As it was, I didn't discover yoga until my early thirties. I had tried all sorts by then; therapy, support groups, shouting at empty chairs pretending that they were people from my past. I jogged in public spaces and drank two litres of water per day. I was living the 'well' life.

But the thing that struck me most about yoga was the sense of refuge that it provided me with. There was something about getting on the mat that allowed me to feel like somehow I was coming home. I was by no means flexible, or even especially coordinated, but I often found that after I practiced, I just felt a little more, well... Me.

When I look at my teens, I can't help wishing that I had just discovered yoga sooner. My story is my story, and made me the person I am today (yadda yadda), but I can't help but wonder how differently things would have turned out had I just found that place of refuge at a time when I needed it the most. Movement in school always came in the form of sports, and sports always seemed to be the terrain of happy, uncomplicated people. Besides, by its nature, sports are competitive, and whilst that's not always a bad thing, isn't it nice to do something just because it feels good and not because you might win a trophy?

Teaching yoga to teens isn't always easy. Sometimes it feels like crowd control and sometimes I have moments when I swear I have gone back to being that sad, confused young person myself. For there's nothing like being in school, surrounded by teens, for bringing up anything unresolved from that time in your life- and I don't just mean New Kids on the Block and crimped hair. But mostly, it's a great chance to discover the wonderful people behind the confused and often heavily stressed facades, and best of all, a chance to help them discover that for themselves.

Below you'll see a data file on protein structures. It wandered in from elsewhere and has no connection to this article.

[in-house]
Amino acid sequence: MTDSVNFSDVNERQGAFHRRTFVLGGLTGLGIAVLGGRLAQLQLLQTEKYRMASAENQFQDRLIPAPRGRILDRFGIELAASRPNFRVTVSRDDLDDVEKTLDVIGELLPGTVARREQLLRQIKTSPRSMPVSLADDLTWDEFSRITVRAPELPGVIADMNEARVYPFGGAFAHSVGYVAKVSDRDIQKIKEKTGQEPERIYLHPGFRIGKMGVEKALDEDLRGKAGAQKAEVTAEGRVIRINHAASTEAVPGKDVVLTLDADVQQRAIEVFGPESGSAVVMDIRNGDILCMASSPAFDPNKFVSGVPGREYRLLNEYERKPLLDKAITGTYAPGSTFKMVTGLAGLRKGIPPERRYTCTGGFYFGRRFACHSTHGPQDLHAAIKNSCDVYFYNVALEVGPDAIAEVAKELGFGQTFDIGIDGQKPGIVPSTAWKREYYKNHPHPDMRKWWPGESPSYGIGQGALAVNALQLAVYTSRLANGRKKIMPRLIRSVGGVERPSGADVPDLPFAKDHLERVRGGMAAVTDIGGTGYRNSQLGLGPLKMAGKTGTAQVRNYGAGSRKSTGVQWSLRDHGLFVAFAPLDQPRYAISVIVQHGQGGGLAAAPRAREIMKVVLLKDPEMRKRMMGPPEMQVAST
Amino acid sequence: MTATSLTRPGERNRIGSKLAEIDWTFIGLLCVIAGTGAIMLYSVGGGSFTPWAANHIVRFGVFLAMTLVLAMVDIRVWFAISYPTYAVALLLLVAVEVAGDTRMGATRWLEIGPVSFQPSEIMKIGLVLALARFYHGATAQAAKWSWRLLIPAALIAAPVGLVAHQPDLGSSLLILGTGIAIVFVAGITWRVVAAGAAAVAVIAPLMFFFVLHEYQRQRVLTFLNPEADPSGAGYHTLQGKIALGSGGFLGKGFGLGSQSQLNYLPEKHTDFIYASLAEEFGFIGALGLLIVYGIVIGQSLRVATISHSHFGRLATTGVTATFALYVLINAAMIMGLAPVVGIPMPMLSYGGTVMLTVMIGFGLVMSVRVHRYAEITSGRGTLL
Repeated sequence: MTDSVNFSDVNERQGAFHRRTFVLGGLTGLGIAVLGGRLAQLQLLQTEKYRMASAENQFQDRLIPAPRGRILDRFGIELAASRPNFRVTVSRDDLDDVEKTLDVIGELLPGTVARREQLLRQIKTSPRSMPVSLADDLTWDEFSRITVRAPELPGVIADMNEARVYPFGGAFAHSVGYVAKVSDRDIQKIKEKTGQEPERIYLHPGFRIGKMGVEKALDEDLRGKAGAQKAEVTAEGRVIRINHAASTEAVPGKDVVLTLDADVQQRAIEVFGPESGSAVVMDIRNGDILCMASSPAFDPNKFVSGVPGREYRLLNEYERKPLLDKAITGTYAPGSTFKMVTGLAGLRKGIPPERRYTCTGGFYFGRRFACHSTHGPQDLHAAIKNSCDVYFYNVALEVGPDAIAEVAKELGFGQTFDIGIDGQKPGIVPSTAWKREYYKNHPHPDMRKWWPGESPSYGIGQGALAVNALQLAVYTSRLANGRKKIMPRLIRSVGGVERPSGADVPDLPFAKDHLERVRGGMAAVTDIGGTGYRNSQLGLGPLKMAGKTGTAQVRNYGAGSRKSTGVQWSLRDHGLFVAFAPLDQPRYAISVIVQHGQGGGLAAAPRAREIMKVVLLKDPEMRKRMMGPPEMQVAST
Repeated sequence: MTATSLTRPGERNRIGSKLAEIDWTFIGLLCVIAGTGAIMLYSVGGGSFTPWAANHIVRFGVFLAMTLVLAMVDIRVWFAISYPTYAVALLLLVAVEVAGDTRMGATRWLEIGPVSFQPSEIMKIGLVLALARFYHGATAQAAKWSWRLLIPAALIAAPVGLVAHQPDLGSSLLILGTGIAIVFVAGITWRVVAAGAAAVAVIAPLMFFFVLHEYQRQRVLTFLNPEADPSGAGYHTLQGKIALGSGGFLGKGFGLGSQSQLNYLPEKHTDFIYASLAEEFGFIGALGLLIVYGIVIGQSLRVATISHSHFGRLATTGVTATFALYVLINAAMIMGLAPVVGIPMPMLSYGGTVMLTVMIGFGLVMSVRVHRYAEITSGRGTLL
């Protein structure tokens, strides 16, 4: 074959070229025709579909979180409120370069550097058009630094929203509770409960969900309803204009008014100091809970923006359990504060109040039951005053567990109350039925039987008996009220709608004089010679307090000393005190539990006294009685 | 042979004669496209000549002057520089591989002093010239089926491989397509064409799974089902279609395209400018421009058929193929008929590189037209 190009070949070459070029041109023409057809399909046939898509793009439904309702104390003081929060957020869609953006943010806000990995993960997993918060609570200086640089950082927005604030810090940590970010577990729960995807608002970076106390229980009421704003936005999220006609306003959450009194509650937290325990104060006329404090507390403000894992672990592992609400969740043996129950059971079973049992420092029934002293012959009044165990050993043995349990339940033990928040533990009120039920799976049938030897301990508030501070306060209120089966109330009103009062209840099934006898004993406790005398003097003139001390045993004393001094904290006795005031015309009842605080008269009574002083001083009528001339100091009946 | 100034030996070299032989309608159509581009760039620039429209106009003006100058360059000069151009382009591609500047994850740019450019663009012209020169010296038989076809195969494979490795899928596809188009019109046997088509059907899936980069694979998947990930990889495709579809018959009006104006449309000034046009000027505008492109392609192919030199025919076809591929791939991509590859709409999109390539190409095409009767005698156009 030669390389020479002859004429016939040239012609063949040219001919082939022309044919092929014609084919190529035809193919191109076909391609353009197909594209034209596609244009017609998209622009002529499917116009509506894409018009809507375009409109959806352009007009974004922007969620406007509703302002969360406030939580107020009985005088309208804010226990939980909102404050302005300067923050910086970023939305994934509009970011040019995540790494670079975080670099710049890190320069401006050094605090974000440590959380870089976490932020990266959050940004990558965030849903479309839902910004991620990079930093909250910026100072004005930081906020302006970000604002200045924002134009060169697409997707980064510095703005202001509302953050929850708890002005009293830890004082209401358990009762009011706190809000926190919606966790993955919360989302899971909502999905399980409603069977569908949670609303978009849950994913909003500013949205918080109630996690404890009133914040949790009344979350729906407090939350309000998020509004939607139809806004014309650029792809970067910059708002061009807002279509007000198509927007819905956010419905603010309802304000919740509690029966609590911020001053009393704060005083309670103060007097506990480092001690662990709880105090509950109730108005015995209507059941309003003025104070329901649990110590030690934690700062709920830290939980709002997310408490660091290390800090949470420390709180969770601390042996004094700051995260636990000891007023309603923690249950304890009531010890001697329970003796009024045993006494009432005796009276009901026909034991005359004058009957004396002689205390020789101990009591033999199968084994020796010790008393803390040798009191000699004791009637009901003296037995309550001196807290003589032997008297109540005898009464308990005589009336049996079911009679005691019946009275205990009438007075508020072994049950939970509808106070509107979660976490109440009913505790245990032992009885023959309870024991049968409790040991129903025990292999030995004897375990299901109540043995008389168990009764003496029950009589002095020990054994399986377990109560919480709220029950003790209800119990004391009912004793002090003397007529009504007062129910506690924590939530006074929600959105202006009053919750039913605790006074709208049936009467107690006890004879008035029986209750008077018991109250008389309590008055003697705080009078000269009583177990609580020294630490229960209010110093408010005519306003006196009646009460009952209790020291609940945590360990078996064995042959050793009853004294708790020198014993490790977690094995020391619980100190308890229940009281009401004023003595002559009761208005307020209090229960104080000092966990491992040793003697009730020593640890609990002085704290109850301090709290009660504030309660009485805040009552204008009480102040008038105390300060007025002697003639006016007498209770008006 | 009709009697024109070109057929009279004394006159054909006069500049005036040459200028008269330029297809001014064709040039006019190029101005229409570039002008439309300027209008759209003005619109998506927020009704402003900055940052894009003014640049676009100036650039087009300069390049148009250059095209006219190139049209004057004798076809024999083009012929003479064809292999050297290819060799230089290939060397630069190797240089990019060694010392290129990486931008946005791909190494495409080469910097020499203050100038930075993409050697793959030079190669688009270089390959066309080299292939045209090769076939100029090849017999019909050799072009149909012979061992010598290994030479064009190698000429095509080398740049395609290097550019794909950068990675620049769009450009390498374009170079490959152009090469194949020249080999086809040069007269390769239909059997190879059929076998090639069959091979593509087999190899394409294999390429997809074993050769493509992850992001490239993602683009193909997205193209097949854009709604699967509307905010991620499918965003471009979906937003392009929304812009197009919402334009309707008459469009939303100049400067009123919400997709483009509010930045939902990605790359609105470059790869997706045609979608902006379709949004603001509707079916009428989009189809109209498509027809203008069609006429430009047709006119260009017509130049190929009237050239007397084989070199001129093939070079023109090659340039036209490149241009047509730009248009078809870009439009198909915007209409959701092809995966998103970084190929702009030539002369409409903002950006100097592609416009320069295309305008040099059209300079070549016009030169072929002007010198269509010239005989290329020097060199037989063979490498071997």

If you'd like to know more about how we work with teenagers at Teen Yoga, please get in touch!

The hands on approach

The one thing that strikes dread into the heart of most new teachers is adjusting students. You may have your lingo down pat and you may have practiced that forearm balance or warrior to within an inch of its life so that you can demonstrate with ease, but when it comes to adjusting another person's body, there's a whole new skill set involved. Even for experienced teachers, the practice of adjustment constantly calls for ethical judgement and an ability to read into a person's space on any given day, not to mention a deep knowledge of-and respect for- anatomy.

In this podcast, which I made with fellow teachers Ryan Spielman and Genny Wilkinson Priest, we speak to respected teachers Mimi Kuo Deemer, Sarai Harvey Smith and Kate Ellis on when to adjust, when not to adjust and how the tradition of adjustment varies between styles of yoga. Enjoy!

Listen here